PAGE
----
My husband and I have both been vegetarians since 2009. It started out as a gradual journey toward bettering our health and reducing our grocery budget, and evolved into a total lifestyle change. Long before Cullen arrived, we knew we wanted to raise our kids as vegetarians as well – at least until they are at an age where they can choose differently.
The beginning was easy – nothing but breastmilk for six months, and no real stress or worry about his nutrition. When it came time to introduce solid foods, I found myself pouring over articles and research to find as much information as I could. Even though I firmly believe in our vegetarianism, infant and adult nutrition are somewhat different, and I felt worried about making sure Cullen would get everything he needed as a growing baby.
Eventually, I got the hang of it. And now at 18-months, Cullen is weaned of breastmilk and is thriving entirely off of his balanced, plant-based diet. he Physicians Committee for Responsible Medicine recently released a statement called Vegetarian Diets for Children: Right From the Start. While I think it is important that every individual and family make the choice that are most comfortable for them, I was also excited to see such strong support for vegetarianism at such an early age.
Here are some of the things that stood out to me the most in the article:
Given a chance, toddlers and young children usually enjoy a wide variety fruits, vegetables, grains, and legumes—even more so if they are involved in the preparation. School-aged children are often curious about where their food comes from and delight in learning how to cook, visiting farmers’ markets, and gardening.
I think the key here is that kids are given a chance to enjoy a wide variety of foods. Before we became vegetarians, we tended to base our meals around meat or fish, with vegetables and grains fading into the background as an afterthought. People often think of a plant-based diet as more limiting, but I’ve found that it has opened up my eyes (and mouth!) to a huge variety of foods I hadn’t tried before. Quinoa, millet, tofu, tempeh, nutritional yeast, lentils – these are all things I eat regularly now that I had never even tried as a meat eater.
Perhaps the most important consideration for feeding children is this: Lifelong dietary habits are established at a young age. Children who acquire a taste for chicken nuggets, roast beef, and French fries today are the cancer patients, heart patients, and diabetes patients of tomorrow. Children who are raised on whole grains, vegetables, fruits, and legumes will have a lower risk of heart disease, stroke, diabetes, cancer, and many obesity-related illnesses compared to their counterparts raised on the average American diet.
It is so important to recognize that toddlers are in a critical period of modeling and mimicking. They are establishing life long habits now, and they are watching us to set an example. If we aren’t eating a healthy, balanced diet, we can’t expect our toddlers to gobble down their greens either. Raising young children is a great opportunity to reexamine the health of the whole family.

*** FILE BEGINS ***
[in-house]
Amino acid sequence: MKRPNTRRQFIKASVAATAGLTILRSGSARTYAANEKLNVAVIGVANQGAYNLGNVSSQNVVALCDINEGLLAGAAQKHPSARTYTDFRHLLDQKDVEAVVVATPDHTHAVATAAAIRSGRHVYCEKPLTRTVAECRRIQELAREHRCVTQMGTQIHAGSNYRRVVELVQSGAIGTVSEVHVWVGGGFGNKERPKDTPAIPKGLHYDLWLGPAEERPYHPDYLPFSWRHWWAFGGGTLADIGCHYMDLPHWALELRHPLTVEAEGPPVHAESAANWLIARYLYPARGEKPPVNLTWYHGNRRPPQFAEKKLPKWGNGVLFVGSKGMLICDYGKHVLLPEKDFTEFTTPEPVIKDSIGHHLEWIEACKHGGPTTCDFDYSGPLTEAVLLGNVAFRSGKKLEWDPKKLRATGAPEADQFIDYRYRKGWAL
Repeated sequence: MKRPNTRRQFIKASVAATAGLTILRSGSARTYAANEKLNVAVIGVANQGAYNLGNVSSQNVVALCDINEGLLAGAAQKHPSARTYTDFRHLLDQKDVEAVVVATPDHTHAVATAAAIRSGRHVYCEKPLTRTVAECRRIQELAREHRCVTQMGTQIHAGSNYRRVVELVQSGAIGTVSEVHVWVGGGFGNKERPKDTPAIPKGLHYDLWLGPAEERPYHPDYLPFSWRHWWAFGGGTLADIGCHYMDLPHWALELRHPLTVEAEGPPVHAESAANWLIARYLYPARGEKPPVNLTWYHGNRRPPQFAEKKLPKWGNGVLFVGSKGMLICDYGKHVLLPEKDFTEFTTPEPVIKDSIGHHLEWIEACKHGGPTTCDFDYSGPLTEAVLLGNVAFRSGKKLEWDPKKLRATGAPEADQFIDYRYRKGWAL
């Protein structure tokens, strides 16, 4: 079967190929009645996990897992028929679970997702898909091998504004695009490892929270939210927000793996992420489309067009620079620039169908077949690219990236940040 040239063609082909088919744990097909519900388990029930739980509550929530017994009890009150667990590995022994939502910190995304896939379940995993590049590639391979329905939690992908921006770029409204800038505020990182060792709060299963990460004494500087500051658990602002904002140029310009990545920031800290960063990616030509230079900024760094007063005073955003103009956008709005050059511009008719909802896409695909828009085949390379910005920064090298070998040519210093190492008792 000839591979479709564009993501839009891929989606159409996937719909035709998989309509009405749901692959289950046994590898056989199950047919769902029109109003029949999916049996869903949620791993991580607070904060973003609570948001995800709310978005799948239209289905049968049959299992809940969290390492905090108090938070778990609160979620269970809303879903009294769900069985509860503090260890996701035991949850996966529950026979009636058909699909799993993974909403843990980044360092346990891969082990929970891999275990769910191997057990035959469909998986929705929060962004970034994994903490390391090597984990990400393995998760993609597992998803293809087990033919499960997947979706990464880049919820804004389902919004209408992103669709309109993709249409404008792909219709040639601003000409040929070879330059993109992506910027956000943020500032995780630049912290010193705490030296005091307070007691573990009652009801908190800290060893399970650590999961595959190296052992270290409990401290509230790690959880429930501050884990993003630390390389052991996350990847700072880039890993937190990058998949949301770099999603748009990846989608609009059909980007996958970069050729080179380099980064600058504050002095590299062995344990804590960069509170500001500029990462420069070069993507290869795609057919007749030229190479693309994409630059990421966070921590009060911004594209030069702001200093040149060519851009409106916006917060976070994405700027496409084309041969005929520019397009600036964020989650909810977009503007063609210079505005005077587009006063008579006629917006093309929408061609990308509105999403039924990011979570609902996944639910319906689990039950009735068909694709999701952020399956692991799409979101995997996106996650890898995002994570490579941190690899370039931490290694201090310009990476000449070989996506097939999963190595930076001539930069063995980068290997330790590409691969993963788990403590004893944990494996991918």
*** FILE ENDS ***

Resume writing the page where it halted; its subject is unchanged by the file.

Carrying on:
Naturally, children need protein to grow, but they do not need high-protein, animal-based foods. Many people are unaware that a varied menu of grains, beans, vegetables, and fruits supplies plenty of protein. The “protein deficiencies” that our parents worried about in impoverished countries were the result of starvation or diets restricted to very few food items. Protein deficiency is extremely unlikely on a diet drawn from a variety of plant foods.
As a vegetarian, the question I get most is, “Where do you get your protein?” I’m not sure how as a country we became so obsessed with protein targets and protein deficiency, but it is extremely rare here. Protein is hiding in so many unsuspecting places, particularly beyond animal products. I make sure to meet my toddler’s protein needs through beans, lentils, tofu, whole grains, non-dairy milk, nut butters, and a wide variety of vegetables.
Very young children may need a slightly higher fat intake than adults do. Healthier fat sources include soybean products, avocados, and nut butters. Soy “hot dogs,” peanut butter and jelly sandwiches, seasoned veggie burgers, and avocado chunks in salads, for example, are very well accepted. However, the need for fat in the diet should not be taken too far.
The only piece of the article that I disagreed with was their over-reliance on suggesting soy products. Soy consumption is quite controversial, and while I don’t believe that unprocessed soy is dangerous, like everything else we strive to eat it in moderation. We avoid any processed soy products like the “soy hot dogs” mentioned above, as we’d like to avoid as much processed food in general. We do pay close attention to Cullen’s fat intake, as we know his little brain needs healthy fats to grow and develop. Some of our favorite fat sources are olive oil, coconut oil, avocado, hummus, and nut butters.
Overall, it is not difficult to raise a vegetarian toddler, but it does take a bit of extra mindfulness and meal planning. Our meals are not as simple as “chicken, potato, vegetable” but I like to think they are a lot more exciting.